HOLLYWOOD — The unconquered spirit of the namesake of the Hollywood Reservation’s new medical building is alive and well despite the Covid-19 pandemic.
The Betty Mae Jumper Medical Center was a goal of Hollywood Councilman Chris Osceola and Tribal Council for many years. That goal was reached this year when construction was completed and the center gradually opened, even though a planned community event to mark the occasion was canceled for safety reasons.
The center is located at 111 West Coral Way at the Seminole Estates in Hollywood. The towering Guitar Hotel is just to its north.
Jumper, of course, is the matriarch and Seminole legend – someone with a long list of personal and professional accomplishments – including her health care advocacy and 40-year career as a nurse. She died in 2011 at 88.
A ceremonial groundbreaking for the center was held Jan. 16, 2019.
One stop shop
The hurricane resistant state-of-the-art medical center is two stories tall and 40,000 square feet with many amenities.
One of the key reasons it was developed was to locate all of the offerings that fall under the Health & Human Services umbrella to one building, and to add some new ones, like pediatric dentistry services. In addition, the existing health clinic had been outgrown.
Enhancements and services at the new center include:
• More treatment rooms
• Dialysis treatment
• Pharmacy with drive-thru
• Extra triage station
• Special needs space during hurricane season in the event of an evacuation
• Optometry/optical services
• Massage therapy
• Chiropractic and spine care services
• Physical therapy
• More urgent care services
The programs that have moved to the complex include:
• Advocacy & Guardianship
• Center for Behavioral Health
• Children’s Center for Diagnostics & Therapy
• Health & Human Services Administration
• Tribal Health Clinic/Non-Clinical Services
• Tribal Health Plan Administration.
Vandhana Kiswani-Barley is a physician and the new interim executive director of Health & Human Services, succeeding former executive director Paul Isaacs.
She’s been in the position since June 29, after working at the Big Cypress health clinic as a family practitioner for about two years.
While the new center is completed and open, Kiswani-Barley said some of the departments are operating with limited in-house staff due to Covid-19.
However, medical and dental services are fully staffed, she said, and the pharmacy is up and running normally.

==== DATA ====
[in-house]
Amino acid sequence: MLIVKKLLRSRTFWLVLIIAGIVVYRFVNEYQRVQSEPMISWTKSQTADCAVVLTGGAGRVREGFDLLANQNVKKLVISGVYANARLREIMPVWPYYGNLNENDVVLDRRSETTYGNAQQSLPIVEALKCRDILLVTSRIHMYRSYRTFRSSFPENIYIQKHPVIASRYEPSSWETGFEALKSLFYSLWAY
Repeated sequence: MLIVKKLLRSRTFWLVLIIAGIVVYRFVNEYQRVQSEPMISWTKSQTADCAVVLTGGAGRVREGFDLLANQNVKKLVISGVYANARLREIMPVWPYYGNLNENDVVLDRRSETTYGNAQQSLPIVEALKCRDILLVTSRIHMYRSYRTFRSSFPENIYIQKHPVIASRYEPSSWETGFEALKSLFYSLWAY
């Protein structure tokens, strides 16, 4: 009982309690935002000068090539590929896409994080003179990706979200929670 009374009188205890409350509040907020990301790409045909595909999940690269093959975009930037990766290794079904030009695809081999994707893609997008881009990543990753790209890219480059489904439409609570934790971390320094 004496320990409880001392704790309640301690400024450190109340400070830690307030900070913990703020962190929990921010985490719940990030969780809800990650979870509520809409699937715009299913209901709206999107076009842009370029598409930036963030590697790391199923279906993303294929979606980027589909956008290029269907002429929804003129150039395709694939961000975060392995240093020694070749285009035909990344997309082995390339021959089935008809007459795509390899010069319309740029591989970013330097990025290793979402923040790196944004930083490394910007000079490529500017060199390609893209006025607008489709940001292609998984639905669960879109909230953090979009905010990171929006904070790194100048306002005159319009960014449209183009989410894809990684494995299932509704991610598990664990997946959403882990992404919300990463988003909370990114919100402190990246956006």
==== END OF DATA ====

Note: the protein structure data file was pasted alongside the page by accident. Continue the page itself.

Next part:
Kiswani-Barley said she hasn’t noticed that Tribal members were canceling appointments because of the pandemic.
“Social distancing is in effect, but if they need to come in, they come in,” she said, adding that the center is open to any Tribal member regardless of what reservation they live on.
The clinic accepts walk-ins, but encourages appointments due to Covid-19.
“All staff is wearing full [Personal Protective Equipment] to see all patients at all times,” Kiswani-Barley said.
There aren’t any facility tours taking place, as there would have been at a typical grand opening, but Seminole Media Productions produced a video to give Tribal members a peek with a virtual walk thru.
“It’s a beautiful building with a lot of different departments compared to the previous one. All services are under one roof and it’s easy access,” she said.
Kiswani-Barley was already familiar with Hollywood’s health care system, because she used to visit the clinic once a week while working in Big Cypress. She also lives nearby in Weston.
She was medically trained in New York City and then worked in rural medicine in Iowa – including with populations with high levels of comorbidities (patients presenting more than one disease). While in Iowa, she became the chief medical officer in a rural health clinic and the head of four ambulatory units.
But Iowa was too cold and warm Florida weather called to her, so she and her family moved to Broward County in 2017 where she was in private practice for about a year before she interviewed with the Tribe.
“I liked Big Cypress because it’s kind of like urban medicine, but in a rural area,” she said.
Kiswani-Barley said that while the Tribe has more financial resources than others, there are still comorbidities in the community.
“I learn new things every day about different disease pathologies every day,” she said. “It’s intriguing and makes the day go by a lot faster.”
For a complete list of health care-related programs and services provided by the Tribe, click here.